Get used to the acronym IoT, for Internet of Things, because the software that is running it is fast becoming a full-fledged business market.
As more and more devices such as sensors, videocams and others get connected and start relationships, some intelligence is necessary in the software or firmware of each one for them to carry out their assigned duties—however broad-based or limited those duties might be. Most of these field devices will be pouring their data into vast pools of virtualized storage in the cloud to be used for business analytics purposes—and those applications are where the bulk of the market spend is headed.
Technology Business Research came out Sept. 18 with its twice-yearly Business Intelligence Software Vendor Benchmark, reporting that the business intelligence software market will reach a whopping $40 billion by 2018 as vendors expand and integrate portfolios to capitalize on customers’ BI software investment plans.
Major Jump in Revenue Expected Over Five Years
Another industry researcher, Gartner Inc., reported the BI market to have totaled $13.1 billion in 2012, a 6.8 percent increase from 2011 revenue of $12.3 billion.
The TBR research indicates that customers’ BI software consumption patterns are broadening, with customers often moving from stand-alone tools to packaged BI applications and then to analytics apps that are complementary to business applications.
The projected 2013 growth for the BI software market shows the market is at an inflection point: Revenue grew by double digits across the start of the year, fueled by initial public offerings (IPOs) around high-interest segments, including data visualization, but growth is set to slow in the remaining quarters.
Enterprise software vendors IBM, Oracle, Microsoft and SAP are using established go-to-market teams and strategies to bundle BI sales in broader installed base purchases, maximizing BI margin. An exposure-led approach—using single deals with marquee brands to increase market appeal and attract prospective customers—positions IPO vendors, including Tableau and Splunk, to monetize portfolio and sales investments, TBR said.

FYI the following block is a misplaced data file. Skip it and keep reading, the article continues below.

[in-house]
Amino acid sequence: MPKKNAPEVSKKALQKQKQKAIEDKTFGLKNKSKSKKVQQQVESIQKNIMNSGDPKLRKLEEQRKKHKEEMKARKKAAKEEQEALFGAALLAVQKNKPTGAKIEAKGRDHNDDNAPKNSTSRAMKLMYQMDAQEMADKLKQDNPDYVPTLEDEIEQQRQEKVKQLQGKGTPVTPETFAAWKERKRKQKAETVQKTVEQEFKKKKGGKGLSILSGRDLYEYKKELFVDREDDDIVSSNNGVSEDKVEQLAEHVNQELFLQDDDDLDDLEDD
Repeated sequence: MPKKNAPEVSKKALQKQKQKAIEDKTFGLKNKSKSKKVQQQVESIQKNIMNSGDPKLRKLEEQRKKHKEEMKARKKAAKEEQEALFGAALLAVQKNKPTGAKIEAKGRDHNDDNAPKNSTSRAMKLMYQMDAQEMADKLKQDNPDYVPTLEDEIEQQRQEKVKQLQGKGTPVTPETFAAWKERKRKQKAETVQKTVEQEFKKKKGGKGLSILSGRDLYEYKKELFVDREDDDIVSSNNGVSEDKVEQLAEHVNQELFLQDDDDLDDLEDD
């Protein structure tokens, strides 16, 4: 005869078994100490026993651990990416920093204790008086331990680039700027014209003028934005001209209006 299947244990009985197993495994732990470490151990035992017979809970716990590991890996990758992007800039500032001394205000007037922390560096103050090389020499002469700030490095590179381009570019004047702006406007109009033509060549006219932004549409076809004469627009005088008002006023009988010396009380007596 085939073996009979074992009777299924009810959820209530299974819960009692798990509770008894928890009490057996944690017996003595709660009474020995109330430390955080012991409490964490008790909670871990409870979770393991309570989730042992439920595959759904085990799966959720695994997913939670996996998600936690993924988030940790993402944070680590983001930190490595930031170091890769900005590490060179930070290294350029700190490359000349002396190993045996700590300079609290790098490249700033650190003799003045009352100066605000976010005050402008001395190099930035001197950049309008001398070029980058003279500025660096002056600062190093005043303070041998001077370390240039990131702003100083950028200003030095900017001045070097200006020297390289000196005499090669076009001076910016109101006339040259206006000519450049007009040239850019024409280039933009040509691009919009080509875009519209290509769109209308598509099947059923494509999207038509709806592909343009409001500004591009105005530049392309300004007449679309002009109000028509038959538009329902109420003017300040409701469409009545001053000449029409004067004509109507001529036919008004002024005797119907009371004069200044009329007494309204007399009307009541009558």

Dell Becoming a Major Player
Dell Software’s recent acquisitions of Kitenga and Quest—which have been incorporated with other buys, such as Boomi, Kace and Scalent, into Dell Software—create a portfolio of BI assets ready for monetization. TBR projects that Dell will funnel near-term investment into R&D to engineer BI applications and platforms from current tool assets.
TBR’s 2Q13 Business Intelligence Software Vendor Benchmark is a semiannual publication that looks at the overall BI software market as well as BI software market segments (such as BI applications and platforms, basic BI tools, advanced BI tools and data warehousing).
The benchmark includes coverage of Actuate, Birst, Board International, Datameer, Dell Software, Domo, GoodData, Google, HP Software, IBM Software, Informatica, Information Builders, Jaspersoft, KXEN, Microsoft, MicroStrategy, Oracle, Pentaho, Pivotal (reflecting historic contributions from legacy EMC and VMware portfolios), Qliktech, Salient, SAP, SAS, Splunk, Tableau, Teradata and Tibco.